First, I am NOT a film expert. I would not even consider myself a film photographer. However, I have shot some sessions entirely on film with good results and I learned film photography in the 90s... So I guess that counts?? Because of my basic understanding of film, it has really helped me grow as a digital photographer. Here are 4 reasons why YOU need to shoot film, even if your client never knows!

1.    It (can be) cheap and fun! I bought my first Nikon film camera online for $15. I bought a roll of film from the local camera store for a few dollars and I started shooting. I sent it off, got scans back, and for less than $30 I shot a roll of film. It was so fun!

2.    It helps you SLOW DOWN. When shooting digital, it is easy to “spray and pray” You just hold down the button, fire off 10 frames and hope you get one keeper. With film, you are forced to slow down and take your time with every shot. When I shoot a session on film, I deliver about 75% of my images, when I shoot digital, it’s less than 25%.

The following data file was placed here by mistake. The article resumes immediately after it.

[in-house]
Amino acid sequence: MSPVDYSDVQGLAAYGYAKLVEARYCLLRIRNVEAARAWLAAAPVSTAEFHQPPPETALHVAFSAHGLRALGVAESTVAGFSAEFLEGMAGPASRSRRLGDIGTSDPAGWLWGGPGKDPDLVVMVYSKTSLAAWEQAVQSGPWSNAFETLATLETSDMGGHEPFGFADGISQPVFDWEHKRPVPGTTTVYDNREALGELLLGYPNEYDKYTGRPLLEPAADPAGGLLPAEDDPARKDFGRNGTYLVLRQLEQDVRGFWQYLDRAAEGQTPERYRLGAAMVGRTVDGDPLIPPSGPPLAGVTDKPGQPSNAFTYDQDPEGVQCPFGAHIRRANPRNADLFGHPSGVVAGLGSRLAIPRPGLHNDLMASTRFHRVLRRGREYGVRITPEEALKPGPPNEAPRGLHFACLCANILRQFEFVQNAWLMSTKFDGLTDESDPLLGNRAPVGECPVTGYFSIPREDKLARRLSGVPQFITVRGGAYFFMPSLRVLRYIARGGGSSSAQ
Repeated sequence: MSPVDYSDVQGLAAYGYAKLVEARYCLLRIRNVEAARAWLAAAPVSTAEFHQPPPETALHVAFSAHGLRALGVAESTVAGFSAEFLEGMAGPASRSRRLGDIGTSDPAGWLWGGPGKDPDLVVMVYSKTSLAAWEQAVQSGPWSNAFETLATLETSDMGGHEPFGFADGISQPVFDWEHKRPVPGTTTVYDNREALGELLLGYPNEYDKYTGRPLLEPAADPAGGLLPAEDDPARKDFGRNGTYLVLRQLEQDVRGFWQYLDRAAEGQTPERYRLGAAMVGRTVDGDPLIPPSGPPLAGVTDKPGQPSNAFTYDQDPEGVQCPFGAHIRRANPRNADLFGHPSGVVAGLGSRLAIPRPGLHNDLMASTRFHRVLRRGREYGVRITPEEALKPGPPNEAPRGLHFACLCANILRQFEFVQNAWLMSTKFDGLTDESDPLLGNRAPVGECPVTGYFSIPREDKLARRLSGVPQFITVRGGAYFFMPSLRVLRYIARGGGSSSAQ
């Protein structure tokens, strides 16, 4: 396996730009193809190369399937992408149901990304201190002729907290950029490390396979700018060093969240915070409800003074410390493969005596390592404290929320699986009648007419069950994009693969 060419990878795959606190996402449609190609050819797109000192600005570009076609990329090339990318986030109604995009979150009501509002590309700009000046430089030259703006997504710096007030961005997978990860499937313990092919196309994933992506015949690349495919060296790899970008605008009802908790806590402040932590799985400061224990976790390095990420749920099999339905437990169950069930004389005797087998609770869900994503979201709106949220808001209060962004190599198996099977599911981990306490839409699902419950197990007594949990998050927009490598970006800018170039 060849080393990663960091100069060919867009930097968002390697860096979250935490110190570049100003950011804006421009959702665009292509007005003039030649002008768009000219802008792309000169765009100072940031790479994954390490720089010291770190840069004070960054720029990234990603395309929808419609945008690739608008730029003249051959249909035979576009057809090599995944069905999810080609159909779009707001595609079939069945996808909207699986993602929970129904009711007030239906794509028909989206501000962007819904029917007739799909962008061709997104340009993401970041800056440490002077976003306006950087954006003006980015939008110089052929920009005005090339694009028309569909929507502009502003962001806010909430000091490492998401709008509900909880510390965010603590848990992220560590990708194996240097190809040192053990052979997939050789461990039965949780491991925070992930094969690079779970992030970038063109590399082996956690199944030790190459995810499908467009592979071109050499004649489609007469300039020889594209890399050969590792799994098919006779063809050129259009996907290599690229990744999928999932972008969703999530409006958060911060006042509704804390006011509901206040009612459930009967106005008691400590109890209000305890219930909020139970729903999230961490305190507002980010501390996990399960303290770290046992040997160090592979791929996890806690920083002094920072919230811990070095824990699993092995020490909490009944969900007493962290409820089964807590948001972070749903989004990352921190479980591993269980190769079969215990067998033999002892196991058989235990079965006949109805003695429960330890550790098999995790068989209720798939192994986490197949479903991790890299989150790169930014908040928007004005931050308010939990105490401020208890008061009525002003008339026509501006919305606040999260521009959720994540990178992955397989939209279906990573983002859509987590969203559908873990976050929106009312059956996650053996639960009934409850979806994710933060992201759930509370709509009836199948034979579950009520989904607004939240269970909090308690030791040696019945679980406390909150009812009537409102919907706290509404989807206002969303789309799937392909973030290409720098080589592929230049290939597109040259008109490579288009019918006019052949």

Plus, when I go back to shooting digital, I am more careful and intentional with my shooting, saving me time in post processing and helping me capture really great moments.

3.    Post processing. When I shoot digital, I shoot the session, load all the images on my computer, cull through and store 100% of them but only choose and edit about 25%, save them, upload them, and deliver them. When I shoot film, I shoot the session, mail the film off, receive the scans, MAYBE edit a few of them, then simply send the images to the client. The workflow and post processing is easier and faster... 

4.    Back to the basics. When shooting film, you can not review your shot every frame, so you have to know what you are doing in order to get good results. You have to think about your shutter being fast enough to not cause motion blur, your focus being spot on, the direction / quality of light, and of course, your exposure has to be correct. When shooting on film, you really think about what is going on. When you go back to digital, you will instinctively be thinking of these things.